Discover PerformanceHP Software's community for IT leaders // January 2013
Gartner: DevOps is poised to improve your status quo
The DevOps movement has gained ground, the analyst firm finds, with many IT organizations deciding that now’s the time to change.
IT organizations are in a bind, and it’s one they created themselves. Years of attempts at simplification have had the opposite and unintended effect of creating complex processes and tools that mire IT and applications organizations today. In many organizations, that complexity has two unfortunate results: intra-organizational conflict, and poor IT service delivery. Ops organizations say apps leaves them out of important IT architectural and business decisions, but forces those decisions—such as service levels—on them anyway. And the dev team’s perspective on operations is similarly strained.
Something has to give, and it won’t be the pressures that created these conditions in the first place. The general macroeconomic conditions that set these wheels in motion—the need to do more with less, and to do it ever faster and better—are here to stay. The question now is how to address these problems.
At the recent Gartner Data Center Conference in Las Vegas, attendees answered questions about the state of IT, and their responses pointed to DevOps as a possible way for IT organizations to get out of this bind. Even more surprising, it seems that many organizations are already starting to experiment with it.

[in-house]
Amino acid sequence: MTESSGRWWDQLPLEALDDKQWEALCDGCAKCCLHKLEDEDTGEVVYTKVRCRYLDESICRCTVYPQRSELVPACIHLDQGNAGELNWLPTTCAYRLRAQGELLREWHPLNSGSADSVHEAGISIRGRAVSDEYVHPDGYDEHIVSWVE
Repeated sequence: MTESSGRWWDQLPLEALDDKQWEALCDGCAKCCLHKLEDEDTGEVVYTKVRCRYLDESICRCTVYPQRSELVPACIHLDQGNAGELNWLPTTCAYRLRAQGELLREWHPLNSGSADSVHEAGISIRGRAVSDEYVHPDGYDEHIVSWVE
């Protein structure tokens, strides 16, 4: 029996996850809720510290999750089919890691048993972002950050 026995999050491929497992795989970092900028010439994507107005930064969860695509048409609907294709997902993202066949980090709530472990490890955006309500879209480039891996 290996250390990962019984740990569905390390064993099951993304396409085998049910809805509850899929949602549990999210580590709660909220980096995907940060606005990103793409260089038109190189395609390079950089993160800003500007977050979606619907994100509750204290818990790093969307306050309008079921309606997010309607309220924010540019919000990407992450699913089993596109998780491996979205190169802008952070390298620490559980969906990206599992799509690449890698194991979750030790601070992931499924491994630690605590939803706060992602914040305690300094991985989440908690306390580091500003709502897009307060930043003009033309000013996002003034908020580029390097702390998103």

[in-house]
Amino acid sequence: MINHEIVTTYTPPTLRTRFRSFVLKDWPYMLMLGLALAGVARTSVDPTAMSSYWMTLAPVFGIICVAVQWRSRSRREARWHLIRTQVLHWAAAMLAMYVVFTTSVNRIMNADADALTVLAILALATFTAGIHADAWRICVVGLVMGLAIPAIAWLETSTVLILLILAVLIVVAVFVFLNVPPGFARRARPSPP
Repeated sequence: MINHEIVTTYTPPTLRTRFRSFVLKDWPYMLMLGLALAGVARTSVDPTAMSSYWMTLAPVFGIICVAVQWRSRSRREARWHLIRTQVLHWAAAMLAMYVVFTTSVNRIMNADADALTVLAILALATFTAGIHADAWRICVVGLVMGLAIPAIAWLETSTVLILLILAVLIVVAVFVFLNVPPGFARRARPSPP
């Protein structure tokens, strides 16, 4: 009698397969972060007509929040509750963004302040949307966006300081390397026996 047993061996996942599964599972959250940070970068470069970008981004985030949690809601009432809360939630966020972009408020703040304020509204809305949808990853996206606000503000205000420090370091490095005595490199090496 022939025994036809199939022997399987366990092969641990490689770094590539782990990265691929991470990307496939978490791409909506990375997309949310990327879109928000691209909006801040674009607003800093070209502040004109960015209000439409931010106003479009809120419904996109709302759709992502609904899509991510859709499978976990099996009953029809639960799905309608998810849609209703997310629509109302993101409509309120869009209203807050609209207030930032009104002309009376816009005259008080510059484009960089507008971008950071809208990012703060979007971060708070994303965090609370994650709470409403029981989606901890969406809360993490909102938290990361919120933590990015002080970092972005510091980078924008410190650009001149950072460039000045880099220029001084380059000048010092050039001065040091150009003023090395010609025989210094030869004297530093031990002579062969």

Making the leap
Though the concept of DevOps is still somewhat ambiguous, a significant number of organizations said they are in some phase of experimenting with it. DevOps is purposefully non-prescriptive in nature, instead providing philosophical "guardrails" around IT service delivery—without demanding dogmatic implementation. Thus, almost one-quarter of the respondents said they are actually implementing DevOps even though there is no "recipe" to follow.
Still, it seems DevOps—which entails some pretty big and unfamiliar changes—is something that many individuals and groups have a hard time accepting. In any organization, there’s a significant vested interest in the status quo. And the fact that there is no playbook to follow seems to be holding some organizations back, but that resistance will likely decrease as concepts of what DevOps looks like crystallize. (See our recent interviews with DevOps leaders Damon Edwards and Gene Kim, for a start.)
The responses provide some clues as to how best to approach a program centered around DevOps, including first steps, necessary baselines to establish, metrics, incentives, how apps and ops should collaborate using technology, tools, and common sense.
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